IMC 2019: Sessions

Session 1517: Re-Enacting Jerusalem after the First Crusade: Jerusalem, Rome, Scandinavia

Thursday 4 July 2019, 09.00-10.30

Sponsor:'Tracing the Jerusalem Code: Christian Cultures in Scandinavia', MF Norwegian School of Theology, Religion & Society, Research Council of Norway
Organiser:Eivor A. Oftestad, Det teologiske Menighetsfakultet, Oslo
Moderator/Chair:Ragnhild Marthine Bø, Institutt for arkeologi, konservering og historie, Universitetet i Oslo
Paper 1517-aRe-Enacting Christ's Resurrection Liturgically at the Holy Sepulchre in Jerusalem after the Conquest
(Language: English)
Nils Holger Petersen, Centre for the Study of the Cultural Heritage of Medieval Rituals, Københavns Universitet
Nils Holger Petersen, Centre for the Study of the Cultural Heritage of Medieval Rituals, Københavns Universitet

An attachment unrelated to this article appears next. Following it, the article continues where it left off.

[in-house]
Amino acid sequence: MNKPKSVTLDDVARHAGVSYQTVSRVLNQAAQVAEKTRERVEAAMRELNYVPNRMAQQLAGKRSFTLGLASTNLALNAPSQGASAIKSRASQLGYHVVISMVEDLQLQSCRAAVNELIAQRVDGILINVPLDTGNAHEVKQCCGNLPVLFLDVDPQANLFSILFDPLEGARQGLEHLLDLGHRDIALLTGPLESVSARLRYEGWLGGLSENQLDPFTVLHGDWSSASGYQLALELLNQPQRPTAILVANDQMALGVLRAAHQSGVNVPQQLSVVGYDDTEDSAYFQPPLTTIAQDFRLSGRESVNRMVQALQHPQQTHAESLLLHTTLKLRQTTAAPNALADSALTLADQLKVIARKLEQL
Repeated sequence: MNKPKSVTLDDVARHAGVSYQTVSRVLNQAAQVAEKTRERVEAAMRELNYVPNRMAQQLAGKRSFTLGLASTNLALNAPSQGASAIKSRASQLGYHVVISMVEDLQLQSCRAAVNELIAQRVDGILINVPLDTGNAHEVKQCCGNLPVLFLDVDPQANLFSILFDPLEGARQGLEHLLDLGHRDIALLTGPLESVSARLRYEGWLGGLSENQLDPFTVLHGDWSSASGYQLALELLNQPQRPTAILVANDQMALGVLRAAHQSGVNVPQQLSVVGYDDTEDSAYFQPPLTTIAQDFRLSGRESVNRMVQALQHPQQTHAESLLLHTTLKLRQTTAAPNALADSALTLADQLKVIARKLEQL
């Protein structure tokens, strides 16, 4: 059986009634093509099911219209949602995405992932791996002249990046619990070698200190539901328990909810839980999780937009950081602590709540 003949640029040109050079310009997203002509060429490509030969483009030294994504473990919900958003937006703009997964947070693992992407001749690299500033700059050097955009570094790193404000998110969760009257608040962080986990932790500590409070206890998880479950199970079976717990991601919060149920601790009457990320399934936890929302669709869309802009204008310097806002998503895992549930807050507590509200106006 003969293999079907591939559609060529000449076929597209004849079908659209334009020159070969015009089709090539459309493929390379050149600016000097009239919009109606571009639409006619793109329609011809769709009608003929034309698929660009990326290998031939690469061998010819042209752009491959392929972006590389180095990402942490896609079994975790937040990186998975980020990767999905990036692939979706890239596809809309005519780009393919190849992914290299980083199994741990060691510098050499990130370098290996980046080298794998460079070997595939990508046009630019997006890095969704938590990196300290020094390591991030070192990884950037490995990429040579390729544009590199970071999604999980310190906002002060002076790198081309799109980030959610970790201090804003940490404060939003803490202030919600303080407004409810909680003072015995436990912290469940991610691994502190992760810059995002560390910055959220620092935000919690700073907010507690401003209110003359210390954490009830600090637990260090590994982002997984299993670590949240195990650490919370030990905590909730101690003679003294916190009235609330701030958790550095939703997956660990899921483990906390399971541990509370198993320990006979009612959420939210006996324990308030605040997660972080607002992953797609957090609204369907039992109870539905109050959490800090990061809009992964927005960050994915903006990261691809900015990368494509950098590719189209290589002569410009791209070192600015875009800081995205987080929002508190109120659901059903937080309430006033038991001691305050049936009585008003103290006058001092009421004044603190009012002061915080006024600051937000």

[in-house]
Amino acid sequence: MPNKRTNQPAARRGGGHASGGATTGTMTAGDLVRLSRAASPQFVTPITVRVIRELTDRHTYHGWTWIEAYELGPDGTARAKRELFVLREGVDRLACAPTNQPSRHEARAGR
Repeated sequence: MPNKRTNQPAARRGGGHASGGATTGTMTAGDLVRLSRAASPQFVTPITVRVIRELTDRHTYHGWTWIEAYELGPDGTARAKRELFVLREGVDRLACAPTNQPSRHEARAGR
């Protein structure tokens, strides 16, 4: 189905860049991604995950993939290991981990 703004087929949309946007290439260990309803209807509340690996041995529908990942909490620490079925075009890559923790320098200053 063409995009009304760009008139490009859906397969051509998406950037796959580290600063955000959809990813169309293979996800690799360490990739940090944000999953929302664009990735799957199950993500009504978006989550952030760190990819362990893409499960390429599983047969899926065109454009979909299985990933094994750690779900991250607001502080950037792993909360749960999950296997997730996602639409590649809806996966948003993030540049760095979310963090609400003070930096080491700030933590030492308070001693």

Index terms: Liturgy, Performance Arts - Drama
Paper 1517-bRe-Enacting the Temple: St John the Lateran and Translatio Templi after the Conquest of Jerusalem 1099
(Language: English)
Eivor A. Oftestad, Det teologiske Menighetsfakultet, Oslo
Eivor A. Oftestad, Det teologiske Menighetsfakultet, Oslo
Index terms: Crusades, Liturgy, Manuscripts and Palaeography, Theology
Paper 1517-cMaterializing Jerusalem in 12th-Century Scandinavia: Image, Altar, Liturgical Space
(Language: English)
Kristin B. Aavitsland, Det teologiske Menighetsfakultet, Oslo
Kristin B. Aavitsland, Det teologiske Menighetsfakultet, Oslo
Index terms: Art History - General, Liturgy
Abstract

The Frankish conquest of Jerusalem in 1099 influenced the representation and imagination of the holy city in Western Christianity. During the last decades scholars from a wide range of disciplines; church history, art history, crusader studies etc., have discussed the character of this influence. This session contributes to this field in three different case studies from Jerusalem, Rome, and Denmark. The papers investigate how the political possession of Jerusalem added new material dimensions to liturgical re-enactment and sacerdotal authority in the 12th century.